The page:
Attorney General Enforcement

RIGHT IN THE BREADBASKET: Lessons From Early Cases at the Intersection of Noncompetes and the DTSA

As many TSW readers are aware, 2016 has been a big year for trade secret law, with both the United States and the European Union expanding trade secrets protections and increasing the uniformity of their laws. But as good as this year has been for trade secrets protection, it’s been every bit as bad for noncompete agreements.
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TRO LLC – GET IT? Sprung from Prison, Hacker Creates Hedge Fund That Shorts Stocks of Companies with Security Vulnerabilities

Self-proclaimed Internet troll and hacker Andrew “weev” Auernheimer has big plans now that he’s been sprung from prison.

We identified Auernheimer’s imprisonment and appeal as one of the top trade secret stories of 2013: A member of “Goatse Security,” Auernheimer discovered a vulnerability in AT&T’s website associated with 3G service for the iPad in June 2010.  He and an associate figured out that if they sent a HTTP request with a valid ICC-ID (data found on an iPad’s sim card), they could retrieve the email address associated with that ID from the AT&T website.  Fellow hacker and associate Daniel Spitler wrote a script that “slurped” the email addresses of 114,000 users (the script was called the “iPad 3G Account Slurper”).  Weev shopped the addresses and news of the breach to Gawker, which took the bait.  The FBI got wind of the exploit, however, and their investigation led to a criminal complaint in 2011 and a 2013 conviction on cybercrime charges that carried a 41-month prison sentence.  Nevertheless, Auernheimer claimed to have used only industry-standard practices and that he and his associates “tried to be the good guys.” READ MORE

AGs to the Front Lines: State Attorneys General Begin Wielding Unfair Competition Laws against Foreign IP Thieves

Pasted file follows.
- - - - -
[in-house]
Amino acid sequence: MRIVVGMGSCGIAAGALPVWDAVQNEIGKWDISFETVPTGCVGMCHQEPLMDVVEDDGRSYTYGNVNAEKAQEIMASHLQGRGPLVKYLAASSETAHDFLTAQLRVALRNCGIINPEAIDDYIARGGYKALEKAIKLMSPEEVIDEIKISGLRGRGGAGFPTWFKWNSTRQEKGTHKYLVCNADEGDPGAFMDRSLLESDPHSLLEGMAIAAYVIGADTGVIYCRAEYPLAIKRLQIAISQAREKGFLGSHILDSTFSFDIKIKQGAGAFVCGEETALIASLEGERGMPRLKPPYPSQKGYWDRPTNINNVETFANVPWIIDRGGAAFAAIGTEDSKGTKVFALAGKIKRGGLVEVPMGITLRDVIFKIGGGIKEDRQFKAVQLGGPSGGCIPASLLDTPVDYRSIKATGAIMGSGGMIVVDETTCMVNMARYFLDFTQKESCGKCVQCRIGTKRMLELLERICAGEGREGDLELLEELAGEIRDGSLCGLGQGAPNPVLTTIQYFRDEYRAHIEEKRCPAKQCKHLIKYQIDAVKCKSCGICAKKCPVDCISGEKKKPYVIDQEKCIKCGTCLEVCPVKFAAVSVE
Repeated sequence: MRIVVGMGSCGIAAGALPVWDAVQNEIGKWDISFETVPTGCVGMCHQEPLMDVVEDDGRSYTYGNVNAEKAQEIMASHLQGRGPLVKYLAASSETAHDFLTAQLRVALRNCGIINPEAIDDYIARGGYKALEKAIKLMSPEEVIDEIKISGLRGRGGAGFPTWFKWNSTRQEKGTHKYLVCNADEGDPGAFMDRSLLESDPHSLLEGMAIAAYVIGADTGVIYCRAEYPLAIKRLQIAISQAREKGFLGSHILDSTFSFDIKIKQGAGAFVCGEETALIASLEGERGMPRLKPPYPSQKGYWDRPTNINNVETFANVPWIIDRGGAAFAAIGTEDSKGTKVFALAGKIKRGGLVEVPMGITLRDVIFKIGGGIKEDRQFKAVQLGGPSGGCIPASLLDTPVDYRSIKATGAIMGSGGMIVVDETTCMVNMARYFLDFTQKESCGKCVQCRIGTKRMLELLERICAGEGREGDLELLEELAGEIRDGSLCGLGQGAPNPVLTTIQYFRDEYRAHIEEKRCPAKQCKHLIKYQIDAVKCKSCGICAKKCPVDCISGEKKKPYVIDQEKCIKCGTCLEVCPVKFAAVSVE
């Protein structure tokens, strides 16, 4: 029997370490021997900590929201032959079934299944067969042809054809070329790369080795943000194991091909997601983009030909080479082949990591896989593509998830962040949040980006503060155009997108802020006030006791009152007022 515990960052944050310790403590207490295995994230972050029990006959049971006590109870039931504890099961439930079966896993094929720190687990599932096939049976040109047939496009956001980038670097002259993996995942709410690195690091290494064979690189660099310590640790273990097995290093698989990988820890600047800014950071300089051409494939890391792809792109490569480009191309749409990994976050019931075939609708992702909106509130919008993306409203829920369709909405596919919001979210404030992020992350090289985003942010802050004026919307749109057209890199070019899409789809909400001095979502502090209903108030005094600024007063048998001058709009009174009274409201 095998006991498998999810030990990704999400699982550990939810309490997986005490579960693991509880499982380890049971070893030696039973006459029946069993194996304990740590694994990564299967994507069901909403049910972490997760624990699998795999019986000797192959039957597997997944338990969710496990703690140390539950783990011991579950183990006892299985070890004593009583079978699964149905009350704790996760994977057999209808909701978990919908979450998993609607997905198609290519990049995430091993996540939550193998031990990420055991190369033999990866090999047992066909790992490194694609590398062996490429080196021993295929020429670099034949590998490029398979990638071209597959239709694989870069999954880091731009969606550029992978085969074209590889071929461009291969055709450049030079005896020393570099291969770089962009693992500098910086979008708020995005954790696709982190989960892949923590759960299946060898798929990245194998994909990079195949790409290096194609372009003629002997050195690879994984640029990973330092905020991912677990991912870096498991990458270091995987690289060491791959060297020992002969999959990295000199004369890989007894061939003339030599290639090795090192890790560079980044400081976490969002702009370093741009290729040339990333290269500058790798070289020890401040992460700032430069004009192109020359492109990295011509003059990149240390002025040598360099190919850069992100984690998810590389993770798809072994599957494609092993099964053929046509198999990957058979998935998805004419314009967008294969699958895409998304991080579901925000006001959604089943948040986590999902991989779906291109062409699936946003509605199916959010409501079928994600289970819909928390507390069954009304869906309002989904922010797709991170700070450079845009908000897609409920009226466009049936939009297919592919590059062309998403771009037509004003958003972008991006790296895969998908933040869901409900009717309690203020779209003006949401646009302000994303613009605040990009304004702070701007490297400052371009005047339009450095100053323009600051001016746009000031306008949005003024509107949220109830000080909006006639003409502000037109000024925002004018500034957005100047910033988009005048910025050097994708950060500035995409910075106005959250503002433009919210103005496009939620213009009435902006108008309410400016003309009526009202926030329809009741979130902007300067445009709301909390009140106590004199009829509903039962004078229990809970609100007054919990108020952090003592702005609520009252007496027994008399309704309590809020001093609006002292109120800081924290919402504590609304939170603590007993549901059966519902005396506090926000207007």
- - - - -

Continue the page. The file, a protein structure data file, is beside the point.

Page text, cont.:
Companies victimized by intellectual property theft may have a new weapon: asking state attorneys general for civil prosecution under unfair competition laws.  Three states have used this tactic already—each time directed at foreign entities.

shutterstock_135611783Massachusetts Attorney General Martha Coakley brought the first action in 2012.  The case alleged that Narong Seafood, a Thai seafood-processing company operating worldwide, was using unlicensed software programs, giving Narong an unfair advantage over local businesses.  In response to this action, Narong signed an “Assurance of Discontinuance,” paid a $10,000 penalty to the Commonwealth of Massachusetts, and agreed to comply with the Massachusetts unfair competition statute.

shutterstock_112353011California joined Massachusetts in early 2013, when Attorney General Kamala Harris sued two foreign apparel manufacturers — one Indian and one Chinese — under the state’s unfair competition statute.  The complaints allege that the companies use pirated computer software programs as part of their manufacturing process, and that this piracy allows the foreign companies to save costs and gain a substantial and unfair advantage over competitors in California who pay for the software they use.  READ MORE